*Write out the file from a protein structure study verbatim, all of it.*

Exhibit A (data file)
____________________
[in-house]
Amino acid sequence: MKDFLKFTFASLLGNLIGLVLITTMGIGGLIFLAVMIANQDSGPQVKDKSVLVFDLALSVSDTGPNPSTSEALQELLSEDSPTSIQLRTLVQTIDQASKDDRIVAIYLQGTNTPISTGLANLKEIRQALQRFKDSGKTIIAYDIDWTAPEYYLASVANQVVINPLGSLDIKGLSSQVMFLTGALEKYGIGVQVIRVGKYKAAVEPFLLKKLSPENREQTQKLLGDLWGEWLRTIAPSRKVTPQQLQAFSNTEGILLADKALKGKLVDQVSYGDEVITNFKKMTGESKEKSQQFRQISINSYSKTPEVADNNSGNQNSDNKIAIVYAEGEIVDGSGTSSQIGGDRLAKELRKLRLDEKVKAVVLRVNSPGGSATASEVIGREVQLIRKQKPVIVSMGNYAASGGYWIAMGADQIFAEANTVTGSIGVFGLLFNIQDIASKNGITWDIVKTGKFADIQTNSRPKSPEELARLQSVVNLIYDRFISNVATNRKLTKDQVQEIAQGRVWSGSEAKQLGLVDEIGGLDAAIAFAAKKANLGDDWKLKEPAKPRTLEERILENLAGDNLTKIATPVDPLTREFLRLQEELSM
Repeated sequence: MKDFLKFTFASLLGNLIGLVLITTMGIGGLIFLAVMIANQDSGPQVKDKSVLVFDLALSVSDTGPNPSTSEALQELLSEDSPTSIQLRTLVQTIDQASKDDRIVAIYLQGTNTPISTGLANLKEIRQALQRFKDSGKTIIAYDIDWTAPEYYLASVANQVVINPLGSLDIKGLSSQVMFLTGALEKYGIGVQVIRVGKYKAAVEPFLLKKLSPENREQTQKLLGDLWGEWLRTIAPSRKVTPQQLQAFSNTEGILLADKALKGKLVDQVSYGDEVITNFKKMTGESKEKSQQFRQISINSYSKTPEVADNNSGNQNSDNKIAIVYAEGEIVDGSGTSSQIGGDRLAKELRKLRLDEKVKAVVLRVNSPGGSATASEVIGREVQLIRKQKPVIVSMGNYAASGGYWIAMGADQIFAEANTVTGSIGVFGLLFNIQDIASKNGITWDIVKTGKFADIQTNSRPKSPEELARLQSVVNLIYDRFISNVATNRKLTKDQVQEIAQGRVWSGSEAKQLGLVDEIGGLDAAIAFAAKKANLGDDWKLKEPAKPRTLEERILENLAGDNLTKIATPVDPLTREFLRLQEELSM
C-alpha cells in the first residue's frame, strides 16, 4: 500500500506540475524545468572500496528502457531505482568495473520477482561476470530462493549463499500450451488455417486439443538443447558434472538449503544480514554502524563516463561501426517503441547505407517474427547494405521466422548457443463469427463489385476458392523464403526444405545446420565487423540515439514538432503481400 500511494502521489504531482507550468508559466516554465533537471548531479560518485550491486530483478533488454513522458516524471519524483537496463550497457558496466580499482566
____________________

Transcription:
[in-house]
Amino acid sequence: MKDFLKFTFASLLGNLIGLVLITTMGIGGLIFLAVMIANQDSGPQVKDKSVLVFDLALSVSDTGPNPSTSEALQELLSEDSPTSIQLRTLVQTIDQASKDDRIVAIYLQGTNTPISTGLANLKEIRQALQRFKDSGKTIIAYDIDWTAPEYYLASVANQVVINPLGSLDIKGLSSQVMFLTGALEKYGIGVQVIRVGKYKAAVEPFLLKKLSPENREQTQKLLGDLWGEWLRTIAPSRKVTPQQLQAFSNTEGILLADKALKGKLVDQVSYGDEVITNFKKMTGESKEKSQQFRQISINSYSKTPEVADNNSGNQNSDNKIAIVYAEGEIVDGSGTSSQIGGDRLAKELRKLRLDEKVKAVVLRVNSPGGSATASEVIGREVQLIRKQKPVIVSMGNYAASGGYWIAMGADQIFAEANTVTGSIGVFGLLFNIQDIASKNGITWDIVKTGKFADIQTNSRPKSPEELARLQSVVNLIYDRFISNVATNRKLTKDQVQEIAQGRVWSGSEAKQLGLVDEIGGLDAAIAFAAKKANLGDDWKLKEPAKPRTLEERILENLAGDNLTKIATPVDPLTREFLRLQEELSM
Repeated sequence: MKDFLKFTFASLLGNLIGLVLITTMGIGGLIFLAVMIANQDSGPQVKDKSVLVFDLALSVSDTGPNPSTSEALQELLSEDSPTSIQLRTLVQTIDQASKDDRIVAIYLQGTNTPISTGLANLKEIRQALQRFKDSGKTIIAYDIDWTAPEYYLASVANQVVINPLGSLDIKGLSSQVMFLTGALEKYGIGVQVIRVGKYKAAVEPFLLKKLSPENREQTQKLLGDLWGEWLRTIAPSRKVTPQQLQAFSNTEGILLADKALKGKLVDQVSYGDEVITNFKKMTGESKEKSQQFRQISINSYSKTPEVADNNSGNQNSDNKIAIVYAEGEIVDGSGTSSQIGGDRLAKELRKLRLDEKVKAVVLRVNSPGGSATASEVIGREVQLIRKQKPVIVSMGNYAASGGYWIAMGADQIFAEANTVTGSIGVFGLLFNIQDIASKNGITWDIVKTGKFADIQTNSRPKSPEELARLQSVVNLIYDRFISNVATNRKLTKDQVQEIAQGRVWSGSEAKQLGLVDEIGGLDAAIAFAAKKANLGDDWKLKEPAKPRTLEERILENLAGDNLTKIATPVDPLTREFLRLQEELSM
C-alpha cells in the first residue's frame, strides 16, 4: 500500500506540475524545468572500496528502457531505482568495473520477482561476470530462493549463499500450451488455417486439443538443447558434472538449503544480514554502524563516463561501426517503441547505407517474427547494405521466422548457443463469427463489385476458392523464403526444405545446420565487423540515439514538432503481400 500511494502521489504531482507550468508559466516554465533537471548531479560518485550491486530483478533488454513522458516524471519524483537496463550497457558496466580499482566